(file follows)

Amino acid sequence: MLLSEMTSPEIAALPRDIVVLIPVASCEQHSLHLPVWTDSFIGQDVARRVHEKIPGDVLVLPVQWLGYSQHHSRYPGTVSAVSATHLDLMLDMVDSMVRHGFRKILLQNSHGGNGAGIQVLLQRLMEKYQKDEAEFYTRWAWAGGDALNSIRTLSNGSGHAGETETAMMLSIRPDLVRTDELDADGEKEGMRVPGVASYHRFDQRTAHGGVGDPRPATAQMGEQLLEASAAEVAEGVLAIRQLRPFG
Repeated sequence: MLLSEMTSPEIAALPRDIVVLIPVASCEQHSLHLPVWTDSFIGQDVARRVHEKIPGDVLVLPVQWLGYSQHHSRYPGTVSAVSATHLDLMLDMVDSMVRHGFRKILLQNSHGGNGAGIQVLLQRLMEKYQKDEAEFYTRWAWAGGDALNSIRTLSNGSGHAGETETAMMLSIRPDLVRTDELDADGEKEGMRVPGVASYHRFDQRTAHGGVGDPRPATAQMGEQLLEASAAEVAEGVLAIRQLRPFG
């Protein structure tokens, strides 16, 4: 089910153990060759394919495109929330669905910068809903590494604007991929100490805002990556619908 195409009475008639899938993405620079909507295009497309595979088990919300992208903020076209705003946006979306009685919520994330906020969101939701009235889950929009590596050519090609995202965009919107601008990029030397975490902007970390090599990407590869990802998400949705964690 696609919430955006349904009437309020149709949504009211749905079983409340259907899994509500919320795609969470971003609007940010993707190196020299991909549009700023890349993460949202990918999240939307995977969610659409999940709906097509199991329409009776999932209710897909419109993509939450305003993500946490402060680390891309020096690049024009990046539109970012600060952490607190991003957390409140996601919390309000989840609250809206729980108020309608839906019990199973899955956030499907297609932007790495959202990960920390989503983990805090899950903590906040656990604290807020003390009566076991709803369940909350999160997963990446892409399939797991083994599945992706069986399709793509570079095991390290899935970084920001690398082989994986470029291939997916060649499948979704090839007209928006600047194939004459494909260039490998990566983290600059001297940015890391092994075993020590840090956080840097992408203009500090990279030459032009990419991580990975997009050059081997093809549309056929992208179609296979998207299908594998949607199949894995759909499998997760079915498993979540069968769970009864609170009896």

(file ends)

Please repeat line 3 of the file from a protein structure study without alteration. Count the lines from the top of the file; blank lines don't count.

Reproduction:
């Protein structure tokens, strides 16, 4: 089910153990060759394919495109929330669905910068809903590494604007991929100490805002990556619908 195409009475008639899938993405620079909507295009497309595979088990919300992208903020076209705003946006979306009685919520994330906020969101939701009235889950929009590596050519090609995202965009919107601008990029030397975490902007970390090599990407590869990802998400949705964690 696609919430955006349904009437309020149709949504009211749905079983409340259907899994509500919320795609969470971003609007940010993707190196020299991909549009700023890349993460949202990918999240939307995977969610659409999940709906097509199991329409009776999932209710897909419109993509939450305003993500946490402060680390891309020096690049024009990046539109970012600060952490607190991003957390409140996601919390309000989840609250809206729980108020309608839906019990199973899955956030499907297609932007790495959202990960920390989503983990805090899950903590906040656990604290807020003390009566076991709803369940909350999160997963990446892409399939797991083994599945992706069986399709793509570079095991390290899935970084920001690398082989994986470029291939997916060649499948979704090839007209928006600047194939004459494909260039490998990566983290600059001297940015890391092994075993020590840090956080840097992408203009500090990279030459032009990419991580990975997009050059081997093809549309056929992208179609296979998207299908594998949607199949894995759909499998997760079915498993979540069968769970009864609170009896």